Ibori: We want a fresh trial — Prosecution

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It has no precedent in law — Defence

The confiscation hearing against the former governor of Delta State, Chief James Ibori, reopened yesterday at a London Crown Court with the British Crown Prosecution lead counsel, Sasha Wass, calling for the re-trial of the entire case.

ibori_mugshot_0Wass informed the court that the crown prosecution would be seeking a total re-trial of the case which ended in December when Judge Anthony Pitts asked for more evidence to enable him make an appropriate decision.

Ibori’s lead counsel, Mr. Ivan Krolic QC, however, objected to the prosecution’s request to start the case afresh, saying, “that is the position of the Crown Prosecution which we don’t accept. The function of the court in confiscation hearing is to consider which individual has benefitted from proceeds of crime and to what amount.”

The points of law, Krolic said, “Your Honour has no jurisdiction to abort the earlier proceeding; we say the court should not continue to act where it has no jurisdiction.”

According to him, the dictate of the law was that a case that was due for ruling should be allowed to be concluded whether or not a party in the case had done their duties well or not and since it was not the duty of the court to aid any party in a suit or re-start a case when convinced that one side in a suit has not adduced enough evidence to prove its point.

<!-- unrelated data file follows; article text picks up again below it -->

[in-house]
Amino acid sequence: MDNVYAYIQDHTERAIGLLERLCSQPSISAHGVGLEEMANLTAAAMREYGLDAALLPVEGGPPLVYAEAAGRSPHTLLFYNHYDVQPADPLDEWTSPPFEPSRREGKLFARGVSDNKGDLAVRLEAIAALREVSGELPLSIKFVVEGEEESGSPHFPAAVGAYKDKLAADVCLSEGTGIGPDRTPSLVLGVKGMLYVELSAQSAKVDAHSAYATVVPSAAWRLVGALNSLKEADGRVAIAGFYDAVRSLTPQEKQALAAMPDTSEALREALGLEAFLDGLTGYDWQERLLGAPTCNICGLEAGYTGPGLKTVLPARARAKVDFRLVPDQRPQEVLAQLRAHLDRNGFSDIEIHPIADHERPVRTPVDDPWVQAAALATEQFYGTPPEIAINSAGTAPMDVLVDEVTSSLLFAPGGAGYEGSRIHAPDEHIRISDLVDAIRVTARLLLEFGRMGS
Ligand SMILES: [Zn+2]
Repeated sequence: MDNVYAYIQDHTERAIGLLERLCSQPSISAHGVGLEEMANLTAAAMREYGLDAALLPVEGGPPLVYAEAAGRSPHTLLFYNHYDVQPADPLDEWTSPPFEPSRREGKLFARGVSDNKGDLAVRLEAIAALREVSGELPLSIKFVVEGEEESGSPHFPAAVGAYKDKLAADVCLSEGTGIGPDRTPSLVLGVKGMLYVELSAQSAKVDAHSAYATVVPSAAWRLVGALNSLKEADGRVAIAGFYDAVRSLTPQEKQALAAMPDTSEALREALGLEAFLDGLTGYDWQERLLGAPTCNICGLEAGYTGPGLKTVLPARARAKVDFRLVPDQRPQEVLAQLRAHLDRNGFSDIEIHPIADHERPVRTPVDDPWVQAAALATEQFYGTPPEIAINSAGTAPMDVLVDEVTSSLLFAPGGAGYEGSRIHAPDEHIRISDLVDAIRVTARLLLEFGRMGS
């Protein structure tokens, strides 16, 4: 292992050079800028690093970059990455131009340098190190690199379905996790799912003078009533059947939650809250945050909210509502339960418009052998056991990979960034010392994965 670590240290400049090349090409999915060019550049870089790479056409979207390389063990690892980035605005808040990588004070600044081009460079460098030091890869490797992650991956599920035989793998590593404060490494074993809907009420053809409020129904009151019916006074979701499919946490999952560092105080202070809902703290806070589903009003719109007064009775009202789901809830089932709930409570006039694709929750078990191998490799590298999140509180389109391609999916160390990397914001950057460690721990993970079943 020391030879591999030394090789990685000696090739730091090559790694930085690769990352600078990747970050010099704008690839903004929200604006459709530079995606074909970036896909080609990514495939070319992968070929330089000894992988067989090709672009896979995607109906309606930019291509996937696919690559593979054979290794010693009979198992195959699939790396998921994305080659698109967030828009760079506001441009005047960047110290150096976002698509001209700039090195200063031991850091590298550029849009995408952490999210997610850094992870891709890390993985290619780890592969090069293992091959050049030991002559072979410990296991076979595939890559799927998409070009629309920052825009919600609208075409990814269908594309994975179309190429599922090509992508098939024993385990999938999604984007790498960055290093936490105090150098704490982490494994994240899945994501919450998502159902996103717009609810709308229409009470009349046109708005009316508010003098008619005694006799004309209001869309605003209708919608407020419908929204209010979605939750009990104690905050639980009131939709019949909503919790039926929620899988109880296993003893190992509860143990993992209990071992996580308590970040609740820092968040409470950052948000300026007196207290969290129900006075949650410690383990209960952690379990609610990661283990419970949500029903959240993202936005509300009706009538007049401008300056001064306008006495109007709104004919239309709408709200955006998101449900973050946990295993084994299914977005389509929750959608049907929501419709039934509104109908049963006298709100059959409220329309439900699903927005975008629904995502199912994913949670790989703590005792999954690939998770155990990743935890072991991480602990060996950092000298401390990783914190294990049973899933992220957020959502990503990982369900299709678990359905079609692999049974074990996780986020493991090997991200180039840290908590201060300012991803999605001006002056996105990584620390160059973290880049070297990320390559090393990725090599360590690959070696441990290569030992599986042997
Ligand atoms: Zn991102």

Wass had last year, said in court that Ibori’s lawyers had confused them by changing their submissions and this “surprised and confused the prosecution,” thereby preventing the prosecution from knowing where the case was leading.

He then prayed the court to adjourn in December to enable it present more evidence to help the court in reaching its decision.

However, Krolic had replied that “the suggestion by the Crown that they were taken by surprise in my respectful submission is nonsense.

“The Crown could not have been surprised… I can’t cross-examine the court, but if the court was surprised, it should not have been.”

Krolic then recounted the rigorous process the entire proceedings had gone through, including the cross-examination of prosecution witness, saying that the court was ready for judgement before the case was suddenly and surprisingly adjourned in December.

Just to prove his case that the Crown prosecution was fully aware of where the case was going as well as the stance of the defence.

“What we say is this, your Honour quite clearly indicated on October 7, last year, that the Crown has in your Honour’s view not done enough because they simply relied on Ibori’s guilty plea and statements and had not provided you with any evidence to prove their case.”

On the fresh application for confiscation proceeding, Krolic faulted it, saying, “the Crown then applied to have the proceedings adjourned as to enable them put more witnesses before the court from Africa and possibly other pieces of evidence that were never mentioned before in court or in any papers and the court granted that application.

“We say that the prosecution having closed its case, should not be entitled to restart the same case.

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